Back when Ricardo Padilla was an undergrad at California State University, Fullerton, he figured he would study to become an athletic trainer and leave it at that.
But once he began taking classes in the Department of Kinesiology at Cal State, faculty and advisers began to encourage Padilla to set his academic sights higher.
That encouragement ultimately led Padilla to earn not only a bachelor’s degree in Athletic Training and a master’s degree in Kinesiology from Cal State Fullerton, but it helped him land a full-tuition scholarship as a medical student at the Keck School of Medicine at The University of Southern California (USC).
Padilla, 27, credits his experience at Cal State Fullerton with prompting him to take his academic and professional pursuits to a level that he had not previously envisioned.
“I had no idea I wanted to go into medicine,” Padilla told Diverse. “What they did for me was really just sort of take me from a very mediocre student to a student that was really able to excel.”
Padilla’s experience at Cal State Fullerton is just one of many stories behind Cal State Fullerton’s distinction as a top degree-granting institution for Latinos studying to enter the health profession.
According to a recent report from Excelenica, a research and policy organization that focuses on Latino college completion, Cal State Fullerton is one of the top 25 institutions where Latinos earned bachelor’s degrees in health in 2012-13.
Specifically, Cal State awarded 171 bachelor’s degrees in health to Latinos, making it 17th in the United States and Puerto Rico in terms of raw numbers of such degrees to Latinos, according to the report, titled “Finding Your Workforce: Latinos in Health.”
Cal State Fullerton employs several specific practices that Excelencia says can be replicated to increase student success.
They include specific health professions advising for students who have questions about the workforce as well as efforts to target “qualified, underrepresented and low income students for early admissions into graduate programs in the allied sciences.”
For Padilla, who is the son of working-class immigrants from Mexico, there wasn’t a particular program that propelled him toward academic success. Rather, he found excellence to be part of the school culture.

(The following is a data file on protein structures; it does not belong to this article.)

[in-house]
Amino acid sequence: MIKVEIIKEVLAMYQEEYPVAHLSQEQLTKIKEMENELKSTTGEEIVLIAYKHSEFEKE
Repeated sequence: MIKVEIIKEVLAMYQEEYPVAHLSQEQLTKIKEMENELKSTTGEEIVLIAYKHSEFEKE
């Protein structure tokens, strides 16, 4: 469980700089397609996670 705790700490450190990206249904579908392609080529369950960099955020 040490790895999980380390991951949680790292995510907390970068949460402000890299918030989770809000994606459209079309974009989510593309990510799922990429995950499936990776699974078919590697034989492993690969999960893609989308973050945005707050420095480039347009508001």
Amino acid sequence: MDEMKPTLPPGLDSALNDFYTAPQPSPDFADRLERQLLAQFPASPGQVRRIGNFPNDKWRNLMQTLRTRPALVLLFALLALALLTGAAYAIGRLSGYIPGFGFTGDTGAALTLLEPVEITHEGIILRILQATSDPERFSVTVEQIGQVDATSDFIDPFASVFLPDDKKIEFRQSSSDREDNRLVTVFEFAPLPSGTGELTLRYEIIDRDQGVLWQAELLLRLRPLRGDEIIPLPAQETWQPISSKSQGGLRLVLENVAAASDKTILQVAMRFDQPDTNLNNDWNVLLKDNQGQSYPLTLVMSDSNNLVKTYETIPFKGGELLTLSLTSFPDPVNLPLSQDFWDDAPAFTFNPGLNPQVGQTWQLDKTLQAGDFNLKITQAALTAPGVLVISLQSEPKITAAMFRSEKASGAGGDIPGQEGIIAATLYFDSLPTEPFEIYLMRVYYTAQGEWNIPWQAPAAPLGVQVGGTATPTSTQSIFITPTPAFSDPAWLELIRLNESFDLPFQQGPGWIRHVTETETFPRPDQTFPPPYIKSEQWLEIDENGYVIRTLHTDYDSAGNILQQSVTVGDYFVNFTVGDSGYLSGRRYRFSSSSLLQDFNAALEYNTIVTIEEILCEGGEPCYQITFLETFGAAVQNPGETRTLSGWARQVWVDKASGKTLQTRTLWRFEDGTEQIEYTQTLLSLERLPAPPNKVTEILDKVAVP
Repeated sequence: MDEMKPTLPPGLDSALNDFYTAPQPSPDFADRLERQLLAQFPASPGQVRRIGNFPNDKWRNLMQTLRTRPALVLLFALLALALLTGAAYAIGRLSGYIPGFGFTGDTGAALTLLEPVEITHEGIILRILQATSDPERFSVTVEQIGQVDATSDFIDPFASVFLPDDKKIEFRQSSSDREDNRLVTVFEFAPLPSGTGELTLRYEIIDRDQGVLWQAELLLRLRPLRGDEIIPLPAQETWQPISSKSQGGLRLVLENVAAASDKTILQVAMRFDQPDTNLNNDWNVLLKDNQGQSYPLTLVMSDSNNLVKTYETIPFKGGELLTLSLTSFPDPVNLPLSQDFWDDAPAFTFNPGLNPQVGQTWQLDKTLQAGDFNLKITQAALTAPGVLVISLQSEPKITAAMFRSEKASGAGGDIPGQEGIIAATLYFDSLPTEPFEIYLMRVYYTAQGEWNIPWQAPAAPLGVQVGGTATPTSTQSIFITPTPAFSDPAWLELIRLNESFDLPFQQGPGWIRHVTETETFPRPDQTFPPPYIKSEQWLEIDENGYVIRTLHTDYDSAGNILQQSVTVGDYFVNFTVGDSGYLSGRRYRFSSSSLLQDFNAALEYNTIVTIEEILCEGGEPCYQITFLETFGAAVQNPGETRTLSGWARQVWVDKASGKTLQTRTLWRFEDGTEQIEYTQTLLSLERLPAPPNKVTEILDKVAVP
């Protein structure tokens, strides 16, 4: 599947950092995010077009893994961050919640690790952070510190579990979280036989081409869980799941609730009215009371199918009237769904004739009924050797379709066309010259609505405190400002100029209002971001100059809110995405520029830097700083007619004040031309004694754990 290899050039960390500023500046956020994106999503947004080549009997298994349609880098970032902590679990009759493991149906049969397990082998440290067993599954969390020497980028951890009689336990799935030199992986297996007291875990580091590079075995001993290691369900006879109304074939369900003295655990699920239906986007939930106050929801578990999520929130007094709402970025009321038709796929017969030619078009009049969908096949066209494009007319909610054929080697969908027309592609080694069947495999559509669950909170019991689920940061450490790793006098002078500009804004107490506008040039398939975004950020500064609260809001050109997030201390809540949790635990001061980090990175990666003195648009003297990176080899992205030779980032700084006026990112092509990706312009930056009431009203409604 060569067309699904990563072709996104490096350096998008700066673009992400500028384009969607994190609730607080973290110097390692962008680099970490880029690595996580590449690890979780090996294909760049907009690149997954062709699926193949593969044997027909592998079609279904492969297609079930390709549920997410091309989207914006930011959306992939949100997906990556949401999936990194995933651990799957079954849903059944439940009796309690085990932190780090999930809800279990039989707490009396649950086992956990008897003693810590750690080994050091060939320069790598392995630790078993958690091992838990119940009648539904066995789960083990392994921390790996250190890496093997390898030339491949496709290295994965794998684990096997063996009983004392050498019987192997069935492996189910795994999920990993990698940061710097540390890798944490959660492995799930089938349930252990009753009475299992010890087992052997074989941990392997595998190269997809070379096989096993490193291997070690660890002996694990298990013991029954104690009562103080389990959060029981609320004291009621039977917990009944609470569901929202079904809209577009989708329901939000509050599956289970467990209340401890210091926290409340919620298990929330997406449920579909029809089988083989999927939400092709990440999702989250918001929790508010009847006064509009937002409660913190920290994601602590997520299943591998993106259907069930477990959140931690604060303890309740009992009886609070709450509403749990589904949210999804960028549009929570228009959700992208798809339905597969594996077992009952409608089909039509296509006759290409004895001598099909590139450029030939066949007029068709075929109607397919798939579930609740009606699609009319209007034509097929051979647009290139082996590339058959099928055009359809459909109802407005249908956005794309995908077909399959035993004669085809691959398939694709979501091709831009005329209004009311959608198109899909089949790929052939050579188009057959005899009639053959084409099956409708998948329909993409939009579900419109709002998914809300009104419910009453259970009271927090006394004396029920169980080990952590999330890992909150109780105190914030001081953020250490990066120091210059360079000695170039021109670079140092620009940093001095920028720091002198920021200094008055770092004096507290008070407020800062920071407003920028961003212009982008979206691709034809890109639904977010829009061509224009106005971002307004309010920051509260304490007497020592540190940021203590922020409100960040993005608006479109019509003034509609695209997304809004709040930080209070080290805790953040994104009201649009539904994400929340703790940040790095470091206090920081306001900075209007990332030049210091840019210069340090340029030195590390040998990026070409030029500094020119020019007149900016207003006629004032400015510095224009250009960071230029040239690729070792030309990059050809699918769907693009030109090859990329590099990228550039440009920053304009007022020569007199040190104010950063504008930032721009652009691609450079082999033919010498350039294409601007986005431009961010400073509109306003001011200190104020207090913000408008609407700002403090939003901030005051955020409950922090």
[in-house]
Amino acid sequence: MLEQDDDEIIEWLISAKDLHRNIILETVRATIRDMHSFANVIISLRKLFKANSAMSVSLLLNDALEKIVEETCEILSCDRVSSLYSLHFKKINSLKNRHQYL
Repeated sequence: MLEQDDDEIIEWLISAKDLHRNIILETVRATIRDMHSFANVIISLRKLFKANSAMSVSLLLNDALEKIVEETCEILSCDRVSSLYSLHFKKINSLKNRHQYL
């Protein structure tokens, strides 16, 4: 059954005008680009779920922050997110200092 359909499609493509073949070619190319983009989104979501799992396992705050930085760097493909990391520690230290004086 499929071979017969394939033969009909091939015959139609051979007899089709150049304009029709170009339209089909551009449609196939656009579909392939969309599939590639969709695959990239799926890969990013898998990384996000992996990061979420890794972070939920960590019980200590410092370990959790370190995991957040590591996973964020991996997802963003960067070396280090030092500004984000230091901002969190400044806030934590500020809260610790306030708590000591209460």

For instance, once he entered his studies in the Department of Kinesiology, he found the environment rich with people who were passionate about research.
“Everyone had a smile on their face and everyone was really excited about research,” Padilla said. “Their passion rubs off on the students. Students not interested in science come out doing all sorts of research projects.”
As an undergrad, Padilla worked a five-semester clinical internship as an athletic trainer.
“I would be in a class at 11 a.m. learning about some sort of rehabilitation, and by 1 p.m. I was at the clinic applying it,” Padilla said.
For his master’s degree in Kinesiology, Padilla wrote a paper that dealt with the prediction of injuries among collegiate runners.
Padilla is currently a research assistant for the orthopedic department at Children’s Hospital Los Angeles as well as for the Emergency Department at USC. His research adviser at USC is Dr. Cynthia Bir, lead scientist for the shows “Sport Science” on ESPN and “Fight Science” on the National Geographic Channel.
Padilla is pursuing a career in trauma and sports medicine.
“After medical school, I plan to go into either Emergency Medicine or Orthopedic Surgery,” Padilla said. “I also have a huge interest in health policy and will take a year off to pursue a master’s in health policy.”
Jamaal Abdul-Alim can be reached at firstname.lastname@example.org. Or follow him on Twitter @dcwriter360.